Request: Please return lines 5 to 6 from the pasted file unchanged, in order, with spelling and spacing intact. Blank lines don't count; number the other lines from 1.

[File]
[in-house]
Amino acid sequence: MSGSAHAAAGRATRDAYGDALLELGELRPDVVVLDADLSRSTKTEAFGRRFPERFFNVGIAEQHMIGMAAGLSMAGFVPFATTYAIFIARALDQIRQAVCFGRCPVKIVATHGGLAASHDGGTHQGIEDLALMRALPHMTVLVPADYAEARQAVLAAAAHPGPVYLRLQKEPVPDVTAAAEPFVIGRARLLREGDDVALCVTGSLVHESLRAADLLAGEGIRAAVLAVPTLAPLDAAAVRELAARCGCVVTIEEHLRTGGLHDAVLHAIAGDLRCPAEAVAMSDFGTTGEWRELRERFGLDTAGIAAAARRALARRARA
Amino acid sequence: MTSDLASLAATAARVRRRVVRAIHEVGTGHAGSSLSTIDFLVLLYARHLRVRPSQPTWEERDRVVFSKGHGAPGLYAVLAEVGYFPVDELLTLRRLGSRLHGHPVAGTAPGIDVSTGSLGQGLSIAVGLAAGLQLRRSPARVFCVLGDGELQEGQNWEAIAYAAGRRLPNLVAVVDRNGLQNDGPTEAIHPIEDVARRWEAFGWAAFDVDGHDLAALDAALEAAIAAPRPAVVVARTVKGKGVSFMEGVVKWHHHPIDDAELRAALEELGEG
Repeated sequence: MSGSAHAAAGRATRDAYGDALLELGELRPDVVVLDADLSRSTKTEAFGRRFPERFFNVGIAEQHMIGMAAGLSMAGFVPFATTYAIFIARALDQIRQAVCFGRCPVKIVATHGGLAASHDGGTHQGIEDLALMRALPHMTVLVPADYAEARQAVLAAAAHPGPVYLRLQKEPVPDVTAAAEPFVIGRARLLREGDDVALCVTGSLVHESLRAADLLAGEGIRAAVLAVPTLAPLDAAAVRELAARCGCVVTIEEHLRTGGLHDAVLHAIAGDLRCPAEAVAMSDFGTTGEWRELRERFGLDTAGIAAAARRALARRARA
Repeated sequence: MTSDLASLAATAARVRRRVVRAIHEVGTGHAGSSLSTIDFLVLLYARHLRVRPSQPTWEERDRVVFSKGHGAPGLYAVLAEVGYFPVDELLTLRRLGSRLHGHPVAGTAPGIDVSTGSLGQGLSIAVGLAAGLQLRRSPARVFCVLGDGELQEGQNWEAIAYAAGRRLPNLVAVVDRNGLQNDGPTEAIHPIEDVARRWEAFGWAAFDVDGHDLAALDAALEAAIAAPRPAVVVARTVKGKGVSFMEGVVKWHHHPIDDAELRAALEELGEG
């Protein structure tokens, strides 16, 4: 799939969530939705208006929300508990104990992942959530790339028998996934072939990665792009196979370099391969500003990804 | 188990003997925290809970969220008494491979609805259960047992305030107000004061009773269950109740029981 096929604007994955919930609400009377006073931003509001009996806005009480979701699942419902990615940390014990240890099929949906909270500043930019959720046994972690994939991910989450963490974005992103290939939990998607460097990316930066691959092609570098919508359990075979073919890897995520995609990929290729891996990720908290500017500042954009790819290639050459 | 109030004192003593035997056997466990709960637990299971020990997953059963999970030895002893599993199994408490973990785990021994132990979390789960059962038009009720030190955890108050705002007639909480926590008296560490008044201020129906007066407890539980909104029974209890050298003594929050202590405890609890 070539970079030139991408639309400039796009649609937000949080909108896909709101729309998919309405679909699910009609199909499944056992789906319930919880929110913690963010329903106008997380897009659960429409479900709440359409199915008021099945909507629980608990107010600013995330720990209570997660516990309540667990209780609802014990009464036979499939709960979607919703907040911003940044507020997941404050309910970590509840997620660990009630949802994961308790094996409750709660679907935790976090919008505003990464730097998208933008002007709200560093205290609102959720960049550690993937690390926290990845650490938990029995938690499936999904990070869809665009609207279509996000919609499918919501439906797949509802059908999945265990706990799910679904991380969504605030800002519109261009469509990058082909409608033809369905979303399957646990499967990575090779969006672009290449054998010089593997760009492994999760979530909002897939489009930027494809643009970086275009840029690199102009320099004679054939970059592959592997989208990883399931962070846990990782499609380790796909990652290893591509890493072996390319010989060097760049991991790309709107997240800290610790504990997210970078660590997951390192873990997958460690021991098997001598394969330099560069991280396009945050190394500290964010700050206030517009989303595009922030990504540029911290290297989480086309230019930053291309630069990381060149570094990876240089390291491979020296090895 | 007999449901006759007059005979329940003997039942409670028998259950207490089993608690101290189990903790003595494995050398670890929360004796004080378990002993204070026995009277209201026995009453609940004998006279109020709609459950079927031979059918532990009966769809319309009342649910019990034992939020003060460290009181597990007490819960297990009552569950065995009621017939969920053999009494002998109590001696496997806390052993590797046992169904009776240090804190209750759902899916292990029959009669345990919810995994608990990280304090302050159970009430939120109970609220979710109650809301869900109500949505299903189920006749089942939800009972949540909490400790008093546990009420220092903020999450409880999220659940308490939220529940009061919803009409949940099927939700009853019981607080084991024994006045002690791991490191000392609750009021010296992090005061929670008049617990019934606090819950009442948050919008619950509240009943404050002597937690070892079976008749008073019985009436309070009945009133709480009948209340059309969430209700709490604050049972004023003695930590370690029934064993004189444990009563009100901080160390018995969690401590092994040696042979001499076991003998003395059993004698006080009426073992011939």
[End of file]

Repeated sequence: MTSDLASLAATAARVRRRVVRAIHEVGTGHAGSSLSTIDFLVLLYARHLRVRPSQPTWEERDRVVFSKGHGAPGLYAVLAEVGYFPVDELLTLRRLGSRLHGHPVAGTAPGIDVSTGSLGQGLSIAVGLAAGLQLRRSPARVFCVLGDGELQEGQNWEAIAYAAGRRLPNLVAVVDRNGLQNDGPTEAIHPIEDVARRWEAFGWAAFDVDGHDLAALDAALEAAIAAPRPAVVVARTVKGKGVSFMEGVVKWHHHPIDDAELRAALEELGEG
């Protein structure tokens, strides 16, 4: 799939969530939705208006929300508990104990992942959530790339028998996934072939990665792009196979370099391969500003990804 | 188990003997925290809970969220008494491979609805259960047992305030107000004061009773269950109740029981 096929604007994955919930609400009377006073931003509001009996806005009480979701699942419902990615940390014990240890099929949906909270500043930019959720046994972690994939991910989450963490974005992103290939939990998607460097990316930066691959092609570098919508359990075979073919890897995520995609990929290729891996990720908290500017500042954009790819290639050459 | 109030004192003593035997056997466990709960637990299971020990997953059963999970030895002893599993199994408490973990785990021994132990979390789960059962038009009720030190955890108050705002007639909480926590008296560490008044201020129906007066407890539980909104029974209890050298003594929050202590405890609890 070539970079030139991408639309400039796009649609937000949080909108896909709101729309998919309405679909699910009609199909499944056992789906319930919880929110913690963010329903106008997380897009659960429409479900709440359409199915008021099945909507629980608990107010600013995330720990209570997660516990309540667990209780609802014990009464036979499939709960979607919703907040911003940044507020997941404050309910970590509840997620660990009630949802994961308790094996409750709660679907935790976090919008505003990464730097998208933008002007709200560093205290609102959720960049550690993937690390926290990845650490938990029995938690499936999904990070869809665009609207279509996000919609499918919501439906797949509802059908999945265990706990799910679904991380969504605030800002519109261009469509990058082909409608033809369905979303399957646990499967990575090779969006672009290449054998010089593997760009492994999760979530909002897939489009930027494809643009970086275009840029690199102009320099004679054939970059592959592997989208990883399931962070846990990782499609380790796909990652290893591509890493072996390319010989060097760049991991790309709107997240800290610790504990997210970078660590997951390192873990997958460690021991098997001598394969330099560069991280396009945050190394500290964010700050206030517009989303595009922030990504540029911290290297989480086309230019930053291309630069990381060149570094990876240089390291491979020296090895 | 007999449901006759007059005979329940003997039942409670028998259950207490089993608690101290189990903790003595494995050398670890929360004796004080378990002993204070026995009277209201026995009453609940004998006279109020709609459950079927031979059918532990009966769809319309009342649910019990034992939020003060460290009181597990007490819960297990009552569950065995009621017939969920053999009494002998109590001696496997806390052993590797046992169904009776240090804190209750759902899916292990029959009669345990919810995994608990990280304090302050159970009430939120109970609220979710109650809301869900109500949505299903189920006749089942939800009972949540909490400790008093546990009420220092903020999450409880999220659940308490939220529940009061919803009409949940099927939700009853019981607080084991024994006045002690791991490191000392609750009021010296992090005061929670008049617990019934606090819950009442948050919008619950509240009943404050002597937690070892079976008749008073019985009436309070009945009133709480009948209340059309969430209700709490604050049972004023003695930590370690029934064993004189444990009563009100901080160390018995969690401590092994040696042979001499076991003998003395059993004698006080009426073992011939």